Most indie retail people I know choose not to scream bloody murder about unfair competition, national chains and internet parasites. They choose to keep their nose to the grindstone, focused entirely on doing their jobs better, upping their game, being better every day.
That’s what I do, so much so that I wonder where I find the time to write what I write. The fact is, though, that I have this opportunity to share thoughts and opinions to residents in four local communities. To not write would be an abdication of responsibility. I suppose you could say that someone else would pick up the sword and keep on. That would be good. But I’m not so sure, so I’ll keep writing for a while.
It took me a while to pick up this gauntlet. I was like a lobster in a boiling pot; I knew it was happening but didn’t want to really get it. Once I understood, though, I couldn’t get it out of my head.
Organizations like the American Independent Business Alliance captured my attention, providing me with a steady stream of awareness-building information that ultimately led to the formation of a localism organization that will serve the entire city of Wyandotte.
That organization will do its own marketing, apart from this column.
It’s not unfair to say, though, that the entire point of my column for the last 24 months has been advocacy for local and independent businesses. National chains have national money marketing them. They rely on the ability to gain market share through the sharing of those costs in any big market like Detroit with the other stores in their chain. They can dominate, creating top of mind awareness, while smaller businesses can do no such thing.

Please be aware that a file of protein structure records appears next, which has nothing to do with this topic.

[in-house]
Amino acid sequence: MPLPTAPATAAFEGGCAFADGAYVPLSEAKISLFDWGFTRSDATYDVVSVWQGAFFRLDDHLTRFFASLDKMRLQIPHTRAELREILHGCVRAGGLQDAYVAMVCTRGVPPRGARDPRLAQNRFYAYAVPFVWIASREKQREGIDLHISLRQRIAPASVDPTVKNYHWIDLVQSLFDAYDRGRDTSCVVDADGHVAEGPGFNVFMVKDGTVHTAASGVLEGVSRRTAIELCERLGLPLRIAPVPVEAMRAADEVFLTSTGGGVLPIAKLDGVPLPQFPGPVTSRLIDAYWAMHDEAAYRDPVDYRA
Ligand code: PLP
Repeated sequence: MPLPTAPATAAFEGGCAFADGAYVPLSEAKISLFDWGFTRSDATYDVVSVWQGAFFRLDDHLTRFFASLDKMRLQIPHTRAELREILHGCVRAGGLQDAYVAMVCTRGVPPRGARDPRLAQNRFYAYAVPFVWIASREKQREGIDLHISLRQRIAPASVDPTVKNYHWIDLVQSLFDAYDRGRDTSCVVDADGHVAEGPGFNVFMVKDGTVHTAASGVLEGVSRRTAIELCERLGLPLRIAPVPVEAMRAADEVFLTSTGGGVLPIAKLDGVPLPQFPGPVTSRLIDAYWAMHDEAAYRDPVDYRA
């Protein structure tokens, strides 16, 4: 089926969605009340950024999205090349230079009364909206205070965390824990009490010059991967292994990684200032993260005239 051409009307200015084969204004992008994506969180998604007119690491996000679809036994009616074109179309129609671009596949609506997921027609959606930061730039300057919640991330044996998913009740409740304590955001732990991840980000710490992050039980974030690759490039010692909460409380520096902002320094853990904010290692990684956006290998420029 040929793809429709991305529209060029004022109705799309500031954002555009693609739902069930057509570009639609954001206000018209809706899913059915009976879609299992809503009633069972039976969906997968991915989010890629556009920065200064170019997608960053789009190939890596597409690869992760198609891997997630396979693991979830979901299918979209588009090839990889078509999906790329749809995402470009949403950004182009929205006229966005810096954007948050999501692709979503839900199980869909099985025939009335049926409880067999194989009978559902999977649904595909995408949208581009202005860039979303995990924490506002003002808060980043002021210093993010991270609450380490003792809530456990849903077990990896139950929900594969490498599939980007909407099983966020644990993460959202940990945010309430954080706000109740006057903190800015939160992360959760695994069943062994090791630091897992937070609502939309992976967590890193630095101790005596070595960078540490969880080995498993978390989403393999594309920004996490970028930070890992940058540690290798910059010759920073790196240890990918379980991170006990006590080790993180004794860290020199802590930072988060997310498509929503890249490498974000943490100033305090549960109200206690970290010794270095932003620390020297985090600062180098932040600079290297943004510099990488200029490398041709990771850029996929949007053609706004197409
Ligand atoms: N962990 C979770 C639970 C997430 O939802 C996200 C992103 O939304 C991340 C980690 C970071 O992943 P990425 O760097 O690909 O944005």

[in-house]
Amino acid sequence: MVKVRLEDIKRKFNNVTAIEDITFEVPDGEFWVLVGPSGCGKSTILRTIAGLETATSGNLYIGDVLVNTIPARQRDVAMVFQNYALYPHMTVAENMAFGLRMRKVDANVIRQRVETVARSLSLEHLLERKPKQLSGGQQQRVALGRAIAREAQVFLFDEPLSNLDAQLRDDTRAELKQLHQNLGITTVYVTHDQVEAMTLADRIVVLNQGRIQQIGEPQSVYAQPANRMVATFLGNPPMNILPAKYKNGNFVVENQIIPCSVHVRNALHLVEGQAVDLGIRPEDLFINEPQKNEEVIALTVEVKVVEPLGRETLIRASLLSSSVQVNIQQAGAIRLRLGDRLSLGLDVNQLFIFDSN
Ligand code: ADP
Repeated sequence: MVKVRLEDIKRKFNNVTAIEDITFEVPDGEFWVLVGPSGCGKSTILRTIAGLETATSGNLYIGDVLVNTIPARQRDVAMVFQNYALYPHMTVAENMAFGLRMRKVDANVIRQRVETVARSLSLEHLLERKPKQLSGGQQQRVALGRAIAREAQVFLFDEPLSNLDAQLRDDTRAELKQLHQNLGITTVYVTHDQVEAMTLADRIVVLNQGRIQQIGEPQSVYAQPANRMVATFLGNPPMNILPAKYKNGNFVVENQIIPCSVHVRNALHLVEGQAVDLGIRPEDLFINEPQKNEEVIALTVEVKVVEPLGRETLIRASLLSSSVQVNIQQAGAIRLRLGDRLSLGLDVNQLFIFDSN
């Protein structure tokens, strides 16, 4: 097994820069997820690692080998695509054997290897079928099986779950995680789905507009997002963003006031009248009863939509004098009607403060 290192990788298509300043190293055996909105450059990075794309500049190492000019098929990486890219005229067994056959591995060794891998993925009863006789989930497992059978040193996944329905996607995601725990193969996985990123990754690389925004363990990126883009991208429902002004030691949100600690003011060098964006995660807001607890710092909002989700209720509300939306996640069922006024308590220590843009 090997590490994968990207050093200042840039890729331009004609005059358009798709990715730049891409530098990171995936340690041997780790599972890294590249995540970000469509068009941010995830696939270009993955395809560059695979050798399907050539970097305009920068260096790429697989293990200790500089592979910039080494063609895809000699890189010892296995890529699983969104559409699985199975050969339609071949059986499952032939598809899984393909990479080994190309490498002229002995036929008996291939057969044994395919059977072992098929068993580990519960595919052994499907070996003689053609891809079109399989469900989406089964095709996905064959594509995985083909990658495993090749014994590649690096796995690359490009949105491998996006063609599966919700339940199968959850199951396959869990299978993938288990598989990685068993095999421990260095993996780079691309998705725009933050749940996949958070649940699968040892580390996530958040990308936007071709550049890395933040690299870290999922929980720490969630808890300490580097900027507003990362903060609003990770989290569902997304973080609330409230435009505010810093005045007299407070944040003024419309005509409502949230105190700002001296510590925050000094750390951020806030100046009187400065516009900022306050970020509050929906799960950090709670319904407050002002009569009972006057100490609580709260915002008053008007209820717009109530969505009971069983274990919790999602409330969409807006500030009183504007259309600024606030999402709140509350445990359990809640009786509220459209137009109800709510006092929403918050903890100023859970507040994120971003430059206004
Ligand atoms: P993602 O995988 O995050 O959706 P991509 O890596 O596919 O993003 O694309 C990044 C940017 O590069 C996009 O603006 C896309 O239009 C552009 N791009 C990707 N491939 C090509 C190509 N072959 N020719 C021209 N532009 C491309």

All “small” can do is be vastly superior to the chains that are ultimately their own worst enemy. Creativity, energy, infinitely stronger connection to the populace they serve, all are the hallmark of small and local.
I’ve been advocating for supporting that since I started writing. Supporting that energy is energizing in and of itself. It’s addictive, it’s exhilarating, it’s satisfying. And since those folks have no time to whine or be perceived as whining while Rome burns (as it were), it has been my great pleasure in doing that work for them.
In the face of the reality that hypermarkets sell gift cards for every national chain you can imagine, extending their reach just by having gift cards in a rack in other stores, it is not insane to believe that the edge that’s created that way could stand some push-back from someone not connected to those other local businesses, but every bit in their corner.
I believe that really, all retail has been experiential since forever. If you don’t enjoy yourself in my store, you aren’t coming back. If we fail to impress, if we are perceived as indifferent or inattentive (as I find far too often in my travels), we cause our own demise. We, then, are not the victim of the corporatism that nauseates me. Independence is passion, or it fails. So my personal advocacy for Indie is not so much for the lazy business people, but for the people that light it up, the businesses that ignite the imagination of those that find those stores.
I find passion and ignition in all manner of operations I visit, and I try to learn from it and share it when I find it. Because that passion, as powerful as it may be, needs advocacy to extend and magnify its voice.
More importantly, and tellingly: As much as I do this for those guys, the bigger truth is that I do this for me. I need my world to be populated by uniqueness, not cookie cutter sameness. And my world is everywhere I go.
It’s why I pick up trash on the sidewalks, and not just in Wyandotte. I get to choose how my world looks, how my world acts. I want it to be prettier, I want it to be cooler. I want more resources circulating in my world, and I know that if there is any chance for that to happen, it will begin with me. It’s responsibility; it’s selfishness every bit as much.
Everything I write is an effort to get people to share this obsession. It’s not someone else’s responsibility to make indie thrive; it’s mine. It’s mine to change for the better, or worse, if I abdicate and disconnect.
My job is to get some of my readers to accept those responsibilities and connect the dots as well. So that you, too, think it’s your job to ensure that the towns you love are vibrant, clean, and compelling. Because that’s how you want YOUR world to be, too!